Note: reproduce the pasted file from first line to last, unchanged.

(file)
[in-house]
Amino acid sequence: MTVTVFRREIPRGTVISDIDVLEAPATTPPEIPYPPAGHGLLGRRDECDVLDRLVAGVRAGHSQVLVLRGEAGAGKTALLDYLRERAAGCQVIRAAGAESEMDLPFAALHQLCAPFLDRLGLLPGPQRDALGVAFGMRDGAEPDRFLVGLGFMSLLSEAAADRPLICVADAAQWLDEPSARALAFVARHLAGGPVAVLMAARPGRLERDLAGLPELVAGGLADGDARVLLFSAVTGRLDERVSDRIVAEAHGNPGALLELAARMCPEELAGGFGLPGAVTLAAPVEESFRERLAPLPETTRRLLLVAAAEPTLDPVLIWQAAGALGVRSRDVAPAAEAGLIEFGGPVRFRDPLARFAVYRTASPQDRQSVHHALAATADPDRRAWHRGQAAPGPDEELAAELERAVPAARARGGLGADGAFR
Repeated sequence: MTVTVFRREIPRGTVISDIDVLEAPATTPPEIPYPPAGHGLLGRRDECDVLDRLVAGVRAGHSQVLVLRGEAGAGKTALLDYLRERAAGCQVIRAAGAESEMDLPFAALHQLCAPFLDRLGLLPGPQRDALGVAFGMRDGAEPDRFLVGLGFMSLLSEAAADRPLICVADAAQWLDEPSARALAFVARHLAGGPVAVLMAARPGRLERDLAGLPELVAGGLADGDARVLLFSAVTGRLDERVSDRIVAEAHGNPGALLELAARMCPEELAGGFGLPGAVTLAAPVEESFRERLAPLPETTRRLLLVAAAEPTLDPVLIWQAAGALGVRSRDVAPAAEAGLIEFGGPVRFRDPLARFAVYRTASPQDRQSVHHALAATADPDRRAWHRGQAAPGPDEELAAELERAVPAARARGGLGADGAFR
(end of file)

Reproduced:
[in-house]
Amino acid sequence: MTVTVFRREIPRGTVISDIDVLEAPATTPPEIPYPPAGHGLLGRRDECDVLDRLVAGVRAGHSQVLVLRGEAGAGKTALLDYLRERAAGCQVIRAAGAESEMDLPFAALHQLCAPFLDRLGLLPGPQRDALGVAFGMRDGAEPDRFLVGLGFMSLLSEAAADRPLICVADAAQWLDEPSARALAFVARHLAGGPVAVLMAARPGRLERDLAGLPELVAGGLADGDARVLLFSAVTGRLDERVSDRIVAEAHGNPGALLELAARMCPEELAGGFGLPGAVTLAAPVEESFRERLAPLPETTRRLLLVAAAEPTLDPVLIWQAAGALGVRSRDVAPAAEAGLIEFGGPVRFRDPLARFAVYRTASPQDRQSVHHALAATADPDRRAWHRGQAAPGPDEELAAELERAVPAARARGGLGADGAFR
Repeated sequence: MTVTVFRREIPRGTVISDIDVLEAPATTPPEIPYPPAGHGLLGRRDECDVLDRLVAGVRAGHSQVLVLRGEAGAGKTALLDYLRERAAGCQVIRAAGAESEMDLPFAALHQLCAPFLDRLGLLPGPQRDALGVAFGMRDGAEPDRFLVGLGFMSLLSEAAADRPLICVADAAQWLDEPSARALAFVARHLAGGPVAVLMAARPGRLERDLAGLPELVAGGLADGDARVLLFSAVTGRLDERVSDRIVAEAHGNPGALLELAARMCPEELAGGFGLPGAVTLAAPVEESFRERLAPLPETTRRLLLVAAAEPTLDPVLIWQAAGALGVRSRDVAPAAEAGLIEFGGPVRFRDPLARFAVYRTASPQDRQSVHHALAATADPDRRAWHRGQAAPGPDEELAAELERAVPAARARGGLGADGAFR